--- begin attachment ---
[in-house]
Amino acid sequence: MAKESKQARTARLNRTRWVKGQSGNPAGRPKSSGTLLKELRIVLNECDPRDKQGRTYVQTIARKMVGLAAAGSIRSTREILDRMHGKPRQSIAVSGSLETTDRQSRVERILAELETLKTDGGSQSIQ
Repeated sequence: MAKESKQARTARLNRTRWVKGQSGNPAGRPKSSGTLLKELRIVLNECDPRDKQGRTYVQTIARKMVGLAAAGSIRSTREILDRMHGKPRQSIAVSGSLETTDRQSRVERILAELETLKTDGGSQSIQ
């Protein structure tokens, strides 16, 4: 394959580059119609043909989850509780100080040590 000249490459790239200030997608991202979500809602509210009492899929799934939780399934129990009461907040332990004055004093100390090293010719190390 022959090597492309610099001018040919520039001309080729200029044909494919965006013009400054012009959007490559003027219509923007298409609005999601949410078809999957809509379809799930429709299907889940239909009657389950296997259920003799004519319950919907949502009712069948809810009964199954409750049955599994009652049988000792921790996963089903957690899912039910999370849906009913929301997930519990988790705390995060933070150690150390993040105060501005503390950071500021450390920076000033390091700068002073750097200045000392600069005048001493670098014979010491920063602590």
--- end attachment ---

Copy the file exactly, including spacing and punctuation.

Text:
[in-house]
Amino acid sequence: MAKESKQARTARLNRTRWVKGQSGNPAGRPKSSGTLLKELRIVLNECDPRDKQGRTYVQTIARKMVGLAAAGSIRSTREILDRMHGKPRQSIAVSGSLETTDRQSRVERILAELETLKTDGGSQSIQ
Repeated sequence: MAKESKQARTARLNRTRWVKGQSGNPAGRPKSSGTLLKELRIVLNECDPRDKQGRTYVQTIARKMVGLAAAGSIRSTREILDRMHGKPRQSIAVSGSLETTDRQSRVERILAELETLKTDGGSQSIQ
């Protein structure tokens, strides 16, 4: 394959580059119609043909989850509780100080040590 000249490459790239200030997608991202979500809602509210009492899929799934939780399934129990009461907040332990004055004093100390090293010719190390 022959090597492309610099001018040919520039001309080729200029044909494919965006013009400054012009959007490559003027219509923007298409609005999601949410078809999957809509379809799930429709299907889940239909009657389950296997259920003799004519319950919907949502009712069948809810009964199954409750049955599994009652049988000792921790996963089903957690899912039910999370849906009913929301997930519990988790705390995060933070150690150390993040105060501005503390950071500021450390920076000033390091700068002073750097200045000392600069005048001493670098014979010491920063602590």